Happiness is an inner state of being and is fully in our control
Happiness is our birthright. It is always available to us.
We have a tendency to think of happiness, joy, fulfillment – as something that we can get to at some point in the future: when we meet someone, or our partner will finally change, or when the children grow up, or when we have more money.
We also think that our state of peace, of fulfillment, is somehow dependent on outside factors.
That is actually not true.
Happiness – as well as any other feeling and emotion – is actually something that happens within us, in our bodies. As such it is fully in our control and is our responsibility.
So it’s not so much about what’s happening with people or circumstances in our lives, but rather a reflection of our own internal state.
Yes – there are people or circumstances that act as triggers or catalysts of our reactions. But the resulting feelings are fully our own and are our responsibility to process, understand, communicate.
But because most of us are unaware of our self-responsibility we wait, delay, pause living, pause enjoyment – that are available to us all the time.
We have more control and more choice than we think.
Yes, there are fears, limitations that hold us hostage in our own lives, mostly to do with our limiting beliefs, absorbed from family and culture that shaped us. And that’s the work: understanding what holds us back from living the lives we desire. We keep ourselves small because it’s familiar.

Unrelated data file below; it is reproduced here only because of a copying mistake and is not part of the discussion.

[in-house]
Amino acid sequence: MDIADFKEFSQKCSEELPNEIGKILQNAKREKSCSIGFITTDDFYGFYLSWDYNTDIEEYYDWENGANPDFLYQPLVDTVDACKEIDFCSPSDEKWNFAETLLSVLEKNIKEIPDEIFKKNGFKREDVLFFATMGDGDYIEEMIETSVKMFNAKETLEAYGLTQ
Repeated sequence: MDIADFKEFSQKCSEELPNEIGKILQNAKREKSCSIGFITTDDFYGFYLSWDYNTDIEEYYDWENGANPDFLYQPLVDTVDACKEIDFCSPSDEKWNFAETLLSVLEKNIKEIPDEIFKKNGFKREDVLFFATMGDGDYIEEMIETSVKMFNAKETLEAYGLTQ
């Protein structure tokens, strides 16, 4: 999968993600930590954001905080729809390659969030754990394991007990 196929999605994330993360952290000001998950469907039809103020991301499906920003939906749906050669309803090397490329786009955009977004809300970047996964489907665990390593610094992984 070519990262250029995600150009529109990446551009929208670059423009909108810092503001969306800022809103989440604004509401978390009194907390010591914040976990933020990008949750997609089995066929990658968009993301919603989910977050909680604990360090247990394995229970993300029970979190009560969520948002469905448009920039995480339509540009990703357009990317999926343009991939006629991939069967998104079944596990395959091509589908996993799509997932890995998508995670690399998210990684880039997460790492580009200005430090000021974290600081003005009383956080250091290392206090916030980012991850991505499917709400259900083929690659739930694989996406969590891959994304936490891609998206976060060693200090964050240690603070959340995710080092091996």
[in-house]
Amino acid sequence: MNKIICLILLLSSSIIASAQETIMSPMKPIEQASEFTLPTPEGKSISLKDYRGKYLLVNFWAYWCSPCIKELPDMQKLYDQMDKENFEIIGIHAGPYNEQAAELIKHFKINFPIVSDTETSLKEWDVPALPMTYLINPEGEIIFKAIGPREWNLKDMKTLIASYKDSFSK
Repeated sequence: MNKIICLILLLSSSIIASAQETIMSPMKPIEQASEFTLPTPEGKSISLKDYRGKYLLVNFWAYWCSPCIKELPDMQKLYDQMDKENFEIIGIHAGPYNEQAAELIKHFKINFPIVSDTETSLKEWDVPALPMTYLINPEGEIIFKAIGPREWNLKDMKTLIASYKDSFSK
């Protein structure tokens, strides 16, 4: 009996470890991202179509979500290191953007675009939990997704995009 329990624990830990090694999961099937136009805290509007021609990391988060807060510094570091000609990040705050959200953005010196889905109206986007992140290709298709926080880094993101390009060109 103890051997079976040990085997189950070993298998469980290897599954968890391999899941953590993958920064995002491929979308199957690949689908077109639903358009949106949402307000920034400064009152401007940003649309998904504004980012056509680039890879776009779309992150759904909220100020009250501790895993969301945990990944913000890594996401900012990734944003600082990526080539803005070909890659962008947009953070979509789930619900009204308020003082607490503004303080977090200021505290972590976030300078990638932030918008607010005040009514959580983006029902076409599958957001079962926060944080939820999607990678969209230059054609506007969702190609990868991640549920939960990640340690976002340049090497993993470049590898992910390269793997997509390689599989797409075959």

So any time you catch yourself saying “I’ll be happy when…” – that’s a trap.
The only time we have is the present moment. That’s the only reality. And the only time we can make empowered decisions. We cannot change the past, and the future is undecided.
Happiness is available in the present moment – if we choose it.
Thinking that other people can and should make us happy or worthy is actually what keeps us stuck. This illusion that our well-being depends on other people’s behavior is what leads to so much of our unhappiness. This is true for all relationships, including parents and children.
The first step toward happiness is understanding what that means to us. The second step is committing to doing whatever it takes to ensure our own happiness. This is where I see so many of us stumble: we feel guilty and selfish for putting ourselves first, and often fall back to resenting others for our lack of satisfaction instead.
If you do not prioritize your own happiness, you cannot expect that others will.
Feeling entitled and with a permanent eye roll, I wasted years of life expecting the change in our circumstances to come from my husband.
Even when the life I no longer wanted became quite intolerable, I still refused to take initiative for a while. Kicking and screaming, just like my mom, I wanted my husband to lead. And he was. Except, he was leading to the best of his abilities, habits, traumas, and dancing to the beat of his own default setting.
Finally, in a desperate act of survival, I took the lead in the dance of my own life—steering it slowly, but surely in the direction I actually wanted it to go.